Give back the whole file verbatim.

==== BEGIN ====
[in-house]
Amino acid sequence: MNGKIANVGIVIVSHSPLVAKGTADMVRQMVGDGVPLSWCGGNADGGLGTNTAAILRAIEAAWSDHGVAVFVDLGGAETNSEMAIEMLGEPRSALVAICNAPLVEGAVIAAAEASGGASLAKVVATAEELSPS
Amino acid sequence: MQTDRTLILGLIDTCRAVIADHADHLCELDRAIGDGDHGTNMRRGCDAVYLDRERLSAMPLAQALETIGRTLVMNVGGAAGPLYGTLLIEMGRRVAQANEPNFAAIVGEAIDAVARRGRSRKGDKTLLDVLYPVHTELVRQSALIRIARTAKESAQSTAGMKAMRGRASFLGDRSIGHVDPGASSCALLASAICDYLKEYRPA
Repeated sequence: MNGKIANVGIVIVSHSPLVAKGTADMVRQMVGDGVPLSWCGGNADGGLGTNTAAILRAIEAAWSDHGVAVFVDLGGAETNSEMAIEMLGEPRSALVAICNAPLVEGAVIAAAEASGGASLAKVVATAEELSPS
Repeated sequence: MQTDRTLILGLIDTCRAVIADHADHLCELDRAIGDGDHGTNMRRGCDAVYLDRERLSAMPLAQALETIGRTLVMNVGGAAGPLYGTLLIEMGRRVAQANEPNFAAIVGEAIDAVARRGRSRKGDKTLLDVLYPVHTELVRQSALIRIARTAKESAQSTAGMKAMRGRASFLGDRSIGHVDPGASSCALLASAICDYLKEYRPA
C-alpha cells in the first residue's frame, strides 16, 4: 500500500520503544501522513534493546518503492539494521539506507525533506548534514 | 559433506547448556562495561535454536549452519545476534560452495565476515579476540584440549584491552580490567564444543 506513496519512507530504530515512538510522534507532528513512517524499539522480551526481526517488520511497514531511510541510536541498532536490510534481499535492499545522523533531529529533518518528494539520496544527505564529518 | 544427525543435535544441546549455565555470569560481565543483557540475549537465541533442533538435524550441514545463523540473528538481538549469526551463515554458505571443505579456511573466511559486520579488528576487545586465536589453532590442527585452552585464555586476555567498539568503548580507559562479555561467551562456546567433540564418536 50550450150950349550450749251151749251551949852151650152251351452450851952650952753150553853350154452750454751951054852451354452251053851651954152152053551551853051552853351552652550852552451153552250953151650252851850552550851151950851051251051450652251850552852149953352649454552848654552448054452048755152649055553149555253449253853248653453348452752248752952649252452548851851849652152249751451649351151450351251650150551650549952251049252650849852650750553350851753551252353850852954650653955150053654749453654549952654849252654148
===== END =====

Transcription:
[in-house]
Amino acid sequence: MNGKIANVGIVIVSHSPLVAKGTADMVRQMVGDGVPLSWCGGNADGGLGTNTAAILRAIEAAWSDHGVAVFVDLGGAETNSEMAIEMLGEPRSALVAICNAPLVEGAVIAAAEASGGASLAKVVATAEELSPS
Amino acid sequence: MQTDRTLILGLIDTCRAVIADHADHLCELDRAIGDGDHGTNMRRGCDAVYLDRERLSAMPLAQALETIGRTLVMNVGGAAGPLYGTLLIEMGRRVAQANEPNFAAIVGEAIDAVARRGRSRKGDKTLLDVLYPVHTELVRQSALIRIARTAKESAQSTAGMKAMRGRASFLGDRSIGHVDPGASSCALLASAICDYLKEYRPA
Repeated sequence: MNGKIANVGIVIVSHSPLVAKGTADMVRQMVGDGVPLSWCGGNADGGLGTNTAAILRAIEAAWSDHGVAVFVDLGGAETNSEMAIEMLGEPRSALVAICNAPLVEGAVIAAAEASGGASLAKVVATAEELSPS
Repeated sequence: MQTDRTLILGLIDTCRAVIADHADHLCELDRAIGDGDHGTNMRRGCDAVYLDRERLSAMPLAQALETIGRTLVMNVGGAAGPLYGTLLIEMGRRVAQANEPNFAAIVGEAIDAVARRGRSRKGDKTLLDVLYPVHTELVRQSALIRIARTAKESAQSTAGMKAMRGRASFLGDRSIGHVDPGASSCALLASAICDYLKEYRPA
C-alpha cells in the first residue's frame, strides 16, 4: 500500500520503544501522513534493546518503492539494521539506507525533506548534514 | 559433506547448556562495561535454536549452519545476534560452495565476515579476540584440549584491552580490567564444543 506513496519512507530504530515512538510522534507532528513512517524499539522480551526481526517488520511497514531511510541510536541498532536490510534481499535492499545522523533531529529533518518528494539520496544527505564529518 | 544427525543435535544441546549455565555470569560481565543483557540475549537465541533442533538435524550441514545463523540473528538481538549469526551463515554458505571443505579456511573466511559486520579488528576487545586465536589453532590442527585452552585464555586476555567498539568503548580507559562479555561467551562456546567433540564418536 50550450150950349550450749251151749251551949852151650152251351452450851952650952753150553853350154452750454751951054852451354452251053851651954152152053551551853051552853351552652550852552451153552250953151650252851850552550851151950851051251051450652251850552852149953352649454552848654552448054452048755152649055553149555253449253853248653453348452752248752952649252452548851851849652152249751451649351151450351251650150551650549952251049252650849852650750553350851753551252353850852954650653955150053654749453654549952654849252654148